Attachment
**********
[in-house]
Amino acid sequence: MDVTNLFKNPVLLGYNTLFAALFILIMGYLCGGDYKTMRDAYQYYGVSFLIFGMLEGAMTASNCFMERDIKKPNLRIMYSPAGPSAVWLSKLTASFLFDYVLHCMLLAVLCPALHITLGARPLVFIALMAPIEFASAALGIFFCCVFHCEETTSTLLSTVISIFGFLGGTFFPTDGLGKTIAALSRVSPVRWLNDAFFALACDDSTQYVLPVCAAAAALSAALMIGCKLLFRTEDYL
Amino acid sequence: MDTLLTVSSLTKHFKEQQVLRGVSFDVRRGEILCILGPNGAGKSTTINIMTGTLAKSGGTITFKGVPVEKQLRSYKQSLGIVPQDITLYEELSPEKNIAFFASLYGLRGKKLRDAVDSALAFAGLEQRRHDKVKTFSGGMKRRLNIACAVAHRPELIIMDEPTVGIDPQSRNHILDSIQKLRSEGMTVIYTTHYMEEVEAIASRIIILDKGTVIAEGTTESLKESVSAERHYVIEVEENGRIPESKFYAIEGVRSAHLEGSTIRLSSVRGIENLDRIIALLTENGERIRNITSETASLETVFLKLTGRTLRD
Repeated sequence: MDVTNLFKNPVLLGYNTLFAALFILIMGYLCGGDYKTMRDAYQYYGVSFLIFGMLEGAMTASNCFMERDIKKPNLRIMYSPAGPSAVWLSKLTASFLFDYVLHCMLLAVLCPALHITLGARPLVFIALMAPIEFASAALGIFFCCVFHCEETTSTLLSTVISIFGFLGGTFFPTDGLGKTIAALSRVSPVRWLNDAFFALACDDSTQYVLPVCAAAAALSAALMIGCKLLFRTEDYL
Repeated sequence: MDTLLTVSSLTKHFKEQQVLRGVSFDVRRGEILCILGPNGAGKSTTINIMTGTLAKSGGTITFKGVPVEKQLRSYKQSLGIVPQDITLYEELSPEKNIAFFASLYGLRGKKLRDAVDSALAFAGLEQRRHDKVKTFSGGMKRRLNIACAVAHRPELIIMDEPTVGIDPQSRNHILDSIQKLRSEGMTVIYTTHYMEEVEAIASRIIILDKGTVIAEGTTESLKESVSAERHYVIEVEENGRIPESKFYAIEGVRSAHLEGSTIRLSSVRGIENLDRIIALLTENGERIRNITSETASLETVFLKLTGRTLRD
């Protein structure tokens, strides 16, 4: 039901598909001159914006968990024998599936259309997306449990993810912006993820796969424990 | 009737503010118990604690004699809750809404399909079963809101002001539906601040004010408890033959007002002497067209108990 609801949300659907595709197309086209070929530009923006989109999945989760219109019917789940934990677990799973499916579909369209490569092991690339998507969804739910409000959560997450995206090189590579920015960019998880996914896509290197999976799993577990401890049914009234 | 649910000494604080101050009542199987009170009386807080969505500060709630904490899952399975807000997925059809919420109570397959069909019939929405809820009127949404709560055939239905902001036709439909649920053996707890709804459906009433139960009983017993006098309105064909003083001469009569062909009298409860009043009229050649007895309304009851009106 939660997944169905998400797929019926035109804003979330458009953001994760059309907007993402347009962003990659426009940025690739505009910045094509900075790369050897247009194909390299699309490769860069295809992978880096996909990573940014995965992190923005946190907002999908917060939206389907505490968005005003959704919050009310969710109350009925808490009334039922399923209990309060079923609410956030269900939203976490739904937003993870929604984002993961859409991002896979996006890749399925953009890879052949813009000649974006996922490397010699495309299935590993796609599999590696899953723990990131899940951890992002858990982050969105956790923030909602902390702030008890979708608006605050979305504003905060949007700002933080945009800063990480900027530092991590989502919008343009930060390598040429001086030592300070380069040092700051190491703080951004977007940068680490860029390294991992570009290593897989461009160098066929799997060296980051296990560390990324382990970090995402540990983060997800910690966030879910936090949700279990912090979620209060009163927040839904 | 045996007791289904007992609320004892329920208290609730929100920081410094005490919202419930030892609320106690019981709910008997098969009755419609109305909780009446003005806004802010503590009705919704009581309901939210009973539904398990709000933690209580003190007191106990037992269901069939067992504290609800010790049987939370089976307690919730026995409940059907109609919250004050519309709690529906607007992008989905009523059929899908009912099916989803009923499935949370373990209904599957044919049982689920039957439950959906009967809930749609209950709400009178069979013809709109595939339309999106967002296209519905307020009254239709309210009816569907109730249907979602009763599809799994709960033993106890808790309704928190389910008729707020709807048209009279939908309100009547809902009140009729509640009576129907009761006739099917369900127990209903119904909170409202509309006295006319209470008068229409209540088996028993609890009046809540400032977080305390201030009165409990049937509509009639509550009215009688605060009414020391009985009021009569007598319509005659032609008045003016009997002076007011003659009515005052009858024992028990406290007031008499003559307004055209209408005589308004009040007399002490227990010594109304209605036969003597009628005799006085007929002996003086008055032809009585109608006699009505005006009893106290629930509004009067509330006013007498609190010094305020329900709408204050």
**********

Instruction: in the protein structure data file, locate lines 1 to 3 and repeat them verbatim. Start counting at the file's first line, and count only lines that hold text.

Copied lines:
[in-house]
Amino acid sequence: MDVTNLFKNPVLLGYNTLFAALFILIMGYLCGGDYKTMRDAYQYYGVSFLIFGMLEGAMTASNCFMERDIKKPNLRIMYSPAGPSAVWLSKLTASFLFDYVLHCMLLAVLCPALHITLGARPLVFIALMAPIEFASAALGIFFCCVFHCEETTSTLLSTVISIFGFLGGTFFPTDGLGKTIAALSRVSPVRWLNDAFFALACDDSTQYVLPVCAAAAALSAALMIGCKLLFRTEDYL
Amino acid sequence: MDTLLTVSSLTKHFKEQQVLRGVSFDVRRGEILCILGPNGAGKSTTINIMTGTLAKSGGTITFKGVPVEKQLRSYKQSLGIVPQDITLYEELSPEKNIAFFASLYGLRGKKLRDAVDSALAFAGLEQRRHDKVKTFSGGMKRRLNIACAVAHRPELIIMDEPTVGIDPQSRNHILDSIQKLRSEGMTVIYTTHYMEEVEAIASRIIILDKGTVIAEGTTESLKESVSAERHYVIEVEENGRIPESKFYAIEGVRSAHLEGSTIRLSSVRGIENLDRIIALLTENGERIRNITSETASLETVFLKLTGRTLRD